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You have a great job BUT secretly you have always wanted to be a Disney princess or a sports announcer for ESPN. When Disney and ESPN are looking through thousands of LinkedIn profiles for their next perfect hire will they find you? If your LinkedIn profile is out of date and stale, you will end up missing out on the biggest opportunity of your life. You need to stand out.

Don’t laugh. It happens all the time. In fact, LinkedIn tells us 72% of companies are actively recruiting passive talent, talent not actively seeking a change in jobs. Passive recruiting, sometimes called “poaching” is one of the biggest reasons company recruiters turn to LinkedIn to find talent.

LinkedIn is the number one recruiting tool and you need to have an amazing profile on LinkedIn even if you are not actively looking for a new job. Why? Because great opportunities sometimes come along, and you don’t want to be left out of the mix. Be “poachable.”

So how do recruiters find candidates and candidates find jobs on LinkedIn?

Here are some of LinkedIn’s own juicy nuggets:

Trends in Recruiting

In 2015, recruiting budgets and the volume of recruits heated up for the first time in four years of stagnation. And, it hasn’t stopped. The use of social professional networks (like LinkedIn) “…skyrocketed” to become the top source of “quality hires.” It is a great job market. In fact, the biggest challenge companies have in recruiting talent is competition.

Passive Talent

If you haven’t heard the term before, passive talent means that someone isn’t actively looking for a job. They are “completely satisfied” with their current position. Globally, 75% of talent consider themselves passive. But as you know, better opportunities come along and people take them. So much so, that companies, especially smaller companies, are prioritizing passive talent recruitment. Roughly 72% of companies recruit passive talent.

This is important to you because it reinforces the need to keep your LinkedIn profile updated. You don’t want to miss that call from Disney!

How long do people stay at their jobs and why do they leave?

According to research, people stay in a position for about 4 years. In 2016, 89% of all professionals in the US and Canada were interested in hearing about new opportunities even if they were not actively looking for a change.

In the US and Canada, 44% of employees leave their jobs because of lack of career advancement, where 35% leave because they are unhappy with senior leadership. This is pretty much the case all over the world.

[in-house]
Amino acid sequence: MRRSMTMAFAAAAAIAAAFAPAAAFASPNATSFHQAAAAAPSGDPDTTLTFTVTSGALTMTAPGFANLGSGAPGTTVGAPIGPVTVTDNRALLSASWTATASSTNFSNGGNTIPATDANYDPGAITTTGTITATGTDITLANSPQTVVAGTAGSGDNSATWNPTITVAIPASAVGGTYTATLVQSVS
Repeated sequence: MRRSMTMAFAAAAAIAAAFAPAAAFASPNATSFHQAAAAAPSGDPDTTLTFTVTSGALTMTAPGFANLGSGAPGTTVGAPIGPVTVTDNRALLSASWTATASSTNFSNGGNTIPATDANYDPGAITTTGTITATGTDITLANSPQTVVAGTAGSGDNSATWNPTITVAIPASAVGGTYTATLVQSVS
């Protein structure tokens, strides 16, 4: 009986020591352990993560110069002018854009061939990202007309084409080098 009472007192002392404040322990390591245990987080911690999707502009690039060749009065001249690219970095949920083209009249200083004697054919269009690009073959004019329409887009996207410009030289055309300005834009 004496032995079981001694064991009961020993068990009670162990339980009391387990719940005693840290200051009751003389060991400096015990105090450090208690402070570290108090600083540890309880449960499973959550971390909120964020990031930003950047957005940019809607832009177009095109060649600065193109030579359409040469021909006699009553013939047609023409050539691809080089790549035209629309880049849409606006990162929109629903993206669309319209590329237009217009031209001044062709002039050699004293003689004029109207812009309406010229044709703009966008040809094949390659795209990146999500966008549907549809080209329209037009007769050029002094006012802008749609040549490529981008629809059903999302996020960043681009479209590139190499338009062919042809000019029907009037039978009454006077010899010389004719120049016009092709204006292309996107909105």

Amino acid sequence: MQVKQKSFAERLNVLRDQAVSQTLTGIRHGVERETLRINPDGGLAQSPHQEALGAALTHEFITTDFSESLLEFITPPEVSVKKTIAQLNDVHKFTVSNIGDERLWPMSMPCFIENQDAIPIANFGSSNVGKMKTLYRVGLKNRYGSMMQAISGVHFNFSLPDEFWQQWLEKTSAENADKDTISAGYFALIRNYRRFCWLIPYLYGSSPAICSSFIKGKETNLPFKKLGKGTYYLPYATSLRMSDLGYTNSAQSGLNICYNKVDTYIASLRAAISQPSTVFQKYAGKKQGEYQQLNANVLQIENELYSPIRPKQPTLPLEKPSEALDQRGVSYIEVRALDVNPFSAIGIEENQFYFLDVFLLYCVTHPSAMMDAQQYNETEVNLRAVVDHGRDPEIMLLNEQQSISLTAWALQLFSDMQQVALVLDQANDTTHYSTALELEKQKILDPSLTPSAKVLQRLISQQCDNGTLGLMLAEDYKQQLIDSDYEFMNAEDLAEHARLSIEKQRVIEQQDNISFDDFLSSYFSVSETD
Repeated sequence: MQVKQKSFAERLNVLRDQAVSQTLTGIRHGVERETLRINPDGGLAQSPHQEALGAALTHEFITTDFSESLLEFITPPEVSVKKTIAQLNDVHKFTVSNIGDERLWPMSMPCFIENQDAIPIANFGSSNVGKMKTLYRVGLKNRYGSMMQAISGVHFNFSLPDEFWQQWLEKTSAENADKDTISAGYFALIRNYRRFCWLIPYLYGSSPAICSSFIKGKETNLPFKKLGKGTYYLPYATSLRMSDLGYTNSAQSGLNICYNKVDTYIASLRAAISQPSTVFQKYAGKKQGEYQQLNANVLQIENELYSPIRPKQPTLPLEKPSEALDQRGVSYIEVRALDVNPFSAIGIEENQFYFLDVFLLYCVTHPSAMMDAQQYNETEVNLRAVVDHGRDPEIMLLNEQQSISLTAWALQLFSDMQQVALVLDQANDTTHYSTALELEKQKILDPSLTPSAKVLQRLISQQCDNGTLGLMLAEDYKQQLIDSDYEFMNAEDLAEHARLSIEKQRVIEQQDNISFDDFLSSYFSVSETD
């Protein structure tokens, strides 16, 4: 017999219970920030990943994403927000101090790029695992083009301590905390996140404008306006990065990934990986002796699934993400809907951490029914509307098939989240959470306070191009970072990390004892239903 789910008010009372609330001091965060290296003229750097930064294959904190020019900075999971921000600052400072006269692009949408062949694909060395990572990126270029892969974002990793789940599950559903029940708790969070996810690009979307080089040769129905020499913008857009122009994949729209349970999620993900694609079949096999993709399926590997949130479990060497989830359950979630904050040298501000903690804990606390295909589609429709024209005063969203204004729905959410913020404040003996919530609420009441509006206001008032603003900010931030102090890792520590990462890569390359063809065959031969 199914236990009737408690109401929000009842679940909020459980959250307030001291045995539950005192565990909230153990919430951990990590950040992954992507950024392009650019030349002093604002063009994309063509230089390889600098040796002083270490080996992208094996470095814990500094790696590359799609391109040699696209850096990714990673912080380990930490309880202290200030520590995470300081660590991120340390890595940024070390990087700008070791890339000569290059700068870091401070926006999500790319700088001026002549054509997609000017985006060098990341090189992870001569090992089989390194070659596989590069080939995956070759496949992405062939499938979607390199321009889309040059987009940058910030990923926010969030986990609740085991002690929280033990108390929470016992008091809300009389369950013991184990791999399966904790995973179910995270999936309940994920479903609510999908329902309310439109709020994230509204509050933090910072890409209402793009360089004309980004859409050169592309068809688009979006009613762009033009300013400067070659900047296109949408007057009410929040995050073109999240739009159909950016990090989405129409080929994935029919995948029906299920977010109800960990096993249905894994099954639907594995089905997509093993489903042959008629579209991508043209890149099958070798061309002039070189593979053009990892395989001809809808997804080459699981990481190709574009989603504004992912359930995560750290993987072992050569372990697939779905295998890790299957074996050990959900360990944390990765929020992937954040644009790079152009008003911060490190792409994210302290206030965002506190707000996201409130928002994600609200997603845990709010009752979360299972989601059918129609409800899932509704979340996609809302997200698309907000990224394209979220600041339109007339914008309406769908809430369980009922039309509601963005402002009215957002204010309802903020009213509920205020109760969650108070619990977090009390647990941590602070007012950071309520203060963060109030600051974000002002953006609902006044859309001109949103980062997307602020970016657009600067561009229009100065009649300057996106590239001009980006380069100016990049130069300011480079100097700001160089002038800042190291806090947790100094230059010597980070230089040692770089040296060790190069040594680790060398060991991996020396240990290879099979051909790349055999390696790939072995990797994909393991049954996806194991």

LinkedIn’s view through the crystal ball

“Social professional networks are the most important and fastest growing source of quality hires in the US, increasing 57% over the past 4 years.” And recruiters around the world consider professional networks to be the “long-lasting trend” in recruiting.

In the US and Canada, 55% of leaders expect their hiring volume to increase. To keep up with this demand for talent, they are focusing on how long new hires stay with a company. Most companies are trying to accomplish this by improving their “employer brand messaging.” Employee referrals have become the top source of quality hires.

Who are recruiters looking for?

The high priority fills for company recruiters are:

  • Operations
  • Sales
  • Information Technology
  • Engineering
  • Business Development

Count yourself lucky if you are in one of these groups.

Here are three things you can do right now on LinkedIn to increase your poachability.

1. Work on your summary.

  • This section is free form so you can say things that reveal who you are as a person that could never be said in a resume. It’s a little window into your soul. Here is an example of a profile summary opener:
    • “I always thought I wanted to be a professional musician. I dreamed of the big time. What I found is that the road to stardom was a “hungry” one. Seriously, I got hungry…it doesn’t pay well. Fortunately, a Navy recruiter moved in next to my childhood home and the rest is history.
  • Tell a story about what you do, who you are, and where you are headed.
  • The best approach is to just describe what you actually did following the format known as “PAR” (Problem, Action, Result).
  • Be authentic and speak in first person.
  • White space is good. You don’t need to use all 2,000 words.
  • End with a call to action such as, “Give me a call and let’s talk.”

2. Avoid overused words.

The topmost 10 overused words from 2016 were:

  • Strategic
  • Organizational
  • Motivated
  • Driven
  • Passionate
  • Track record
  • Responsible
  • Extensive experience
  • Dynamic
  • Creative

Make your thesaurus your new best friend.

3. Have a professional headshot taken.

  • No photo is the kiss of death. LinkedIn tells us that profiles with photos are 21 times more likely to be viewed than those without.
  • Selfies won’t do.
  • Only you in the picture…no significant others, avatars, pets, or pictures of something other than you.
  • And if you are really brave (HINT: you need to be), consider submitting your photo to www.photofeeler.com where others will rate it based on influence, likability, and credibility.
  • Do these things now. We will continue working on this in the next blog.

It has taken me a few years to grow my network to approximately 12,000 connections. Stick with me and I will show you how to craft powerful summaries and a myriad of other related techniques to grow your network.

Take care till next week,



Facebook: facebook.com/robertbaird001/
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LinkedIn: linkedin.com/in/robertwbaird/

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